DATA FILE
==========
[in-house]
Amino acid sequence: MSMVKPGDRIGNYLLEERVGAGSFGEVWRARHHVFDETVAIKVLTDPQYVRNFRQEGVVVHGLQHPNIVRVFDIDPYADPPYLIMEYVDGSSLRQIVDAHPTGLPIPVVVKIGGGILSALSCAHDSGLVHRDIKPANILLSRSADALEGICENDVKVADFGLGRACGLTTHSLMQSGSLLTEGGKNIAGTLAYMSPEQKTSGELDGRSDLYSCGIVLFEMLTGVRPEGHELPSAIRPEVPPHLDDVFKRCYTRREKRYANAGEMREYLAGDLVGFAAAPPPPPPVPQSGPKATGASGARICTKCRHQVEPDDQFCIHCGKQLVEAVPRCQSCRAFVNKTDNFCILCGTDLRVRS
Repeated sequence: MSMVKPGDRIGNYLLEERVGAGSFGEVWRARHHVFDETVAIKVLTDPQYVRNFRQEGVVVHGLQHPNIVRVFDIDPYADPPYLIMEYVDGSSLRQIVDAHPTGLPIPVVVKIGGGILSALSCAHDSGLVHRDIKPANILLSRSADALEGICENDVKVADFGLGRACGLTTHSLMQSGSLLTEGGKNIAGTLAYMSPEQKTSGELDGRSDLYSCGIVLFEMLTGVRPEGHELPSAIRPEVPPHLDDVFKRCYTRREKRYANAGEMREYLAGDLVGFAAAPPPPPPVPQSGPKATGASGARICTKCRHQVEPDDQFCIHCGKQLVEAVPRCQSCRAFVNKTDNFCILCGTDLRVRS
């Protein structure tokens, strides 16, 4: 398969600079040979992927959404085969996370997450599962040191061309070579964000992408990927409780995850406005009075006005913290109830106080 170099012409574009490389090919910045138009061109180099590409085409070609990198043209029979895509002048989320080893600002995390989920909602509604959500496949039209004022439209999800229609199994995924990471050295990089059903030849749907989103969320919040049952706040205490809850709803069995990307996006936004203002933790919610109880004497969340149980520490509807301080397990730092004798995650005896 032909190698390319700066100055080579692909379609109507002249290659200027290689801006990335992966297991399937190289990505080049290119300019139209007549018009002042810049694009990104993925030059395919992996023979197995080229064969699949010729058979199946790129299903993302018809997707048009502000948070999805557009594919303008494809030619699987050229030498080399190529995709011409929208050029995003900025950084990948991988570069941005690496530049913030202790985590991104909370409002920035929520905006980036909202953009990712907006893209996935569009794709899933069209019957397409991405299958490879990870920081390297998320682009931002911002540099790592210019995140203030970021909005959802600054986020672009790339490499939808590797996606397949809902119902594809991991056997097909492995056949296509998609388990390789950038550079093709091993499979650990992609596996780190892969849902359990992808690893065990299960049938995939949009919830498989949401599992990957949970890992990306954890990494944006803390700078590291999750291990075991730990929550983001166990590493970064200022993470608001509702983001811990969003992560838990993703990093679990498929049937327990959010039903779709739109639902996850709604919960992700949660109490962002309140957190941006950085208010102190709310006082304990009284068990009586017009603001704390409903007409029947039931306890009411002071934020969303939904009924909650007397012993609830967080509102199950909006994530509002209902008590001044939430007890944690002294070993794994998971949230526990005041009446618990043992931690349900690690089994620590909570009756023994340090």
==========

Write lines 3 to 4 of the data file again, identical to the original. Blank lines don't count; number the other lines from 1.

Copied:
Repeated sequence: MSMVKPGDRIGNYLLEERVGAGSFGEVWRARHHVFDETVAIKVLTDPQYVRNFRQEGVVVHGLQHPNIVRVFDIDPYADPPYLIMEYVDGSSLRQIVDAHPTGLPIPVVVKIGGGILSALSCAHDSGLVHRDIKPANILLSRSADALEGICENDVKVADFGLGRACGLTTHSLMQSGSLLTEGGKNIAGTLAYMSPEQKTSGELDGRSDLYSCGIVLFEMLTGVRPEGHELPSAIRPEVPPHLDDVFKRCYTRREKRYANAGEMREYLAGDLVGFAAAPPPPPPVPQSGPKATGASGARICTKCRHQVEPDDQFCIHCGKQLVEAVPRCQSCRAFVNKTDNFCILCGTDLRVRS
């Protein structure tokens, strides 16, 4: 398969600079040979992927959404085969996370997450599962040191061309070579964000992408990927409780995850406005009075006005913290109830106080 170099012409574009490389090919910045138009061109180099590409085409070609990198043209029979895509002048989320080893600002995390989920909602509604959500496949039209004022439209999800229609199994995924990471050295990089059903030849749907989103969320919040049952706040205490809850709803069995990307996006936004203002933790919610109880004497969340149980520490509807301080397990730092004798995650005896 032909190698390319700066100055080579692909379609109507002249290659200027290689801006990335992966297991399937190289990505080049290119300019139209007549018009002042810049694009990104993925030059395919992996023979197995080229064969699949010729058979199946790129299903993302018809997707048009502000948070999805557009594919303008494809030619699987050229030498080399190529995709011409929208050029995003900025950084990948991988570069941005690496530049913030202790985590991104909370409002920035929520905006980036909202953009990712907006893209996935569009794709899933069209019957397409991405299958490879990870920081390297998320682009931002911002540099790592210019995140203030970021909005959802600054986020672009790339490499939808590797996606397949809902119902594809991991056997097909492995056949296509998609388990390789950038550079093709091993499979650990992609596996780190892969849902359990992808690893065990299960049938995939949009919830498989949401599992990957949970890992990306954890990494944006803390700078590291999750291990075991730990929550983001166990590493970064200022993470608001509702983001811990969003992560838990993703990093679990498929049937327990959010039903779709739109639902996850709604919960992700949660109490962002309140957190941006950085208010102190709310006082304990009284068990009586017009603001704390409903007409029947039931306890009411002071934020969303939904009924909650007397012993609830967080509102199950909006994530509002209902008590001044939430007890944690002294070993794994998971949230526990005041009446618990043992931690349900690690089994620590909570009756023994340090």